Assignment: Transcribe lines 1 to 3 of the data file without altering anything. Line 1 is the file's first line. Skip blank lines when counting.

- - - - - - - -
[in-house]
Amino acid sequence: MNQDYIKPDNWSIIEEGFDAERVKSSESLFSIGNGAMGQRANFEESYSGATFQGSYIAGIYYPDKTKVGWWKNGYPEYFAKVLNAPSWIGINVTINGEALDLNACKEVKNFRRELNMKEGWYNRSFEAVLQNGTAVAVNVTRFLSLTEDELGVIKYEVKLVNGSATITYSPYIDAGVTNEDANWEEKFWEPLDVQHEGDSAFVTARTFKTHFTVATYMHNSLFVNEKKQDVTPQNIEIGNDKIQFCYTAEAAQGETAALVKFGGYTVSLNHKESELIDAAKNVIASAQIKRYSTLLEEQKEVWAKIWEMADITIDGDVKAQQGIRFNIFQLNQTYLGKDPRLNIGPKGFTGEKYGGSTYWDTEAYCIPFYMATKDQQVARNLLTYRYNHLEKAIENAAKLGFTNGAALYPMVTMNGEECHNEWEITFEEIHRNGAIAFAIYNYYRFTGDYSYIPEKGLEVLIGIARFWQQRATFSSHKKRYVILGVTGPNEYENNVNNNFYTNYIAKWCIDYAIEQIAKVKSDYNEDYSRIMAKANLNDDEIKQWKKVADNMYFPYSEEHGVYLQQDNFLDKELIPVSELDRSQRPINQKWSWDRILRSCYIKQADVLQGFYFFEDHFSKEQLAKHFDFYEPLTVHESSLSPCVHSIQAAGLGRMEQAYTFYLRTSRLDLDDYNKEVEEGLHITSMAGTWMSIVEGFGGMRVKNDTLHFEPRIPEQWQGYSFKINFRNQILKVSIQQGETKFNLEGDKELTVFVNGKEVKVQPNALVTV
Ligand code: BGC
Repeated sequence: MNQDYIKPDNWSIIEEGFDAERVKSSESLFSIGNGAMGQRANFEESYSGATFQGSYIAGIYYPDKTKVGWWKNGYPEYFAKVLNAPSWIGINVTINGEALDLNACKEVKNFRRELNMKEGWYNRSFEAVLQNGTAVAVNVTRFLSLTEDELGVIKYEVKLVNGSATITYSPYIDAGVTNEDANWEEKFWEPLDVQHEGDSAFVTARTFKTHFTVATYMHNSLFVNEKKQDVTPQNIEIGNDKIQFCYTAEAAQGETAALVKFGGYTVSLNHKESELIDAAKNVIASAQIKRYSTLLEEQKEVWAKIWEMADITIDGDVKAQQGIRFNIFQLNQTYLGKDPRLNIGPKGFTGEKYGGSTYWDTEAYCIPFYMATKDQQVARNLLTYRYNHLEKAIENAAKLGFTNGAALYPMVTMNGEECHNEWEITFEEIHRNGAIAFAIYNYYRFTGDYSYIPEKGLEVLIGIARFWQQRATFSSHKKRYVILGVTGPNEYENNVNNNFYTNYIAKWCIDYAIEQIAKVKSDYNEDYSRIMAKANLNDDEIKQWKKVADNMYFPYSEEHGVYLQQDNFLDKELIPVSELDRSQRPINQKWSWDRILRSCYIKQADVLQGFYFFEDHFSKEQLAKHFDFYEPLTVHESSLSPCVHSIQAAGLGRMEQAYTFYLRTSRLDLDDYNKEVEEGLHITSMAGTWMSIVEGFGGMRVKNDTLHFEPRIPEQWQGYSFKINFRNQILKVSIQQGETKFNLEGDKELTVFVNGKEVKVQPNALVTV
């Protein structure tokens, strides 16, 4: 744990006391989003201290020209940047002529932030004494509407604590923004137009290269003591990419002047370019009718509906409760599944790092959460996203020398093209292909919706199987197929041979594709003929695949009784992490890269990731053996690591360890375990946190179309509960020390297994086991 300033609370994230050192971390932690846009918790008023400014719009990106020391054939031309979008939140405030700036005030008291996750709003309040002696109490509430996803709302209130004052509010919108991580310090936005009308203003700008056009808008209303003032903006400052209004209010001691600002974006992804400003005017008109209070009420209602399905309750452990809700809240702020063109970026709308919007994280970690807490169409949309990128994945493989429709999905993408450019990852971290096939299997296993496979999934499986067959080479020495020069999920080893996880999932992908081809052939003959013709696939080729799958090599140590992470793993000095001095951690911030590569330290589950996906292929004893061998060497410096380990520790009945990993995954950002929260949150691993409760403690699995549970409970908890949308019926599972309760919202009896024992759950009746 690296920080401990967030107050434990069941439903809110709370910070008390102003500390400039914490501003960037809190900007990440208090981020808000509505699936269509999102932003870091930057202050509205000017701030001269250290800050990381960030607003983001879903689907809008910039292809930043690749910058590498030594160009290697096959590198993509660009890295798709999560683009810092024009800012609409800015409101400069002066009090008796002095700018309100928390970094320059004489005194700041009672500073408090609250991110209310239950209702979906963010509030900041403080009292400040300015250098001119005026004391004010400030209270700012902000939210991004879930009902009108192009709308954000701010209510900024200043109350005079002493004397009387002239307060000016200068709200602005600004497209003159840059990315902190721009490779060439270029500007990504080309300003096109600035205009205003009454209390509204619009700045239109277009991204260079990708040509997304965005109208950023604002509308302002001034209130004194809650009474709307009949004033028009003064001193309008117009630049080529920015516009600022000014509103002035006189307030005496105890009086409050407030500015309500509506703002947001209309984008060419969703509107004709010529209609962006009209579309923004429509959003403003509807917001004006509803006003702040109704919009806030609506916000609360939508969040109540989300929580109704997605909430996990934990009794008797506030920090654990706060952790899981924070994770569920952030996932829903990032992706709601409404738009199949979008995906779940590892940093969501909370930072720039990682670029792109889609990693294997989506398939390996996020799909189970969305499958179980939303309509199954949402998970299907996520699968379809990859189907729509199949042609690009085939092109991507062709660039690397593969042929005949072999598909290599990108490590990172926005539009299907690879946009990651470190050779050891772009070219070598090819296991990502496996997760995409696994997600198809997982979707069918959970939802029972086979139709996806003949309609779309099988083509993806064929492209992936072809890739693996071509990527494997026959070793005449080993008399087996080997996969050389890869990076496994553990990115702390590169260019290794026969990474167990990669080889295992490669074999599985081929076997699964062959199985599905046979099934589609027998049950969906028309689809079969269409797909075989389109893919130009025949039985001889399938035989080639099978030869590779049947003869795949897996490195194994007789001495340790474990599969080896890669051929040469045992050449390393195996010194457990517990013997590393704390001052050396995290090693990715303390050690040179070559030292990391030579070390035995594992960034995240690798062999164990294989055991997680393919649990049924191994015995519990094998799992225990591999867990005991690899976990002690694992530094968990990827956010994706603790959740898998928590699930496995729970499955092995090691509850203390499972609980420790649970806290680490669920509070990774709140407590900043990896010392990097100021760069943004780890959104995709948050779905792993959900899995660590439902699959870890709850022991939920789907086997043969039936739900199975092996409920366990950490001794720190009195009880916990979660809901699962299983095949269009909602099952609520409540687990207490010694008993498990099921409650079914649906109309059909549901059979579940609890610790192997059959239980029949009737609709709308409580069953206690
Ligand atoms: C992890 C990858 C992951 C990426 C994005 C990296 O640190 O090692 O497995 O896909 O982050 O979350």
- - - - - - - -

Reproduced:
[in-house]
Amino acid sequence: MNQDYIKPDNWSIIEEGFDAERVKSSESLFSIGNGAMGQRANFEESYSGATFQGSYIAGIYYPDKTKVGWWKNGYPEYFAKVLNAPSWIGINVTINGEALDLNACKEVKNFRRELNMKEGWYNRSFEAVLQNGTAVAVNVTRFLSLTEDELGVIKYEVKLVNGSATITYSPYIDAGVTNEDANWEEKFWEPLDVQHEGDSAFVTARTFKTHFTVATYMHNSLFVNEKKQDVTPQNIEIGNDKIQFCYTAEAAQGETAALVKFGGYTVSLNHKESELIDAAKNVIASAQIKRYSTLLEEQKEVWAKIWEMADITIDGDVKAQQGIRFNIFQLNQTYLGKDPRLNIGPKGFTGEKYGGSTYWDTEAYCIPFYMATKDQQVARNLLTYRYNHLEKAIENAAKLGFTNGAALYPMVTMNGEECHNEWEITFEEIHRNGAIAFAIYNYYRFTGDYSYIPEKGLEVLIGIARFWQQRATFSSHKKRYVILGVTGPNEYENNVNNNFYTNYIAKWCIDYAIEQIAKVKSDYNEDYSRIMAKANLNDDEIKQWKKVADNMYFPYSEEHGVYLQQDNFLDKELIPVSELDRSQRPINQKWSWDRILRSCYIKQADVLQGFYFFEDHFSKEQLAKHFDFYEPLTVHESSLSPCVHSIQAAGLGRMEQAYTFYLRTSRLDLDDYNKEVEEGLHITSMAGTWMSIVEGFGGMRVKNDTLHFEPRIPEQWQGYSFKINFRNQILKVSIQQGETKFNLEGDKELTVFVNGKEVKVQPNALVTV
Ligand code: BGC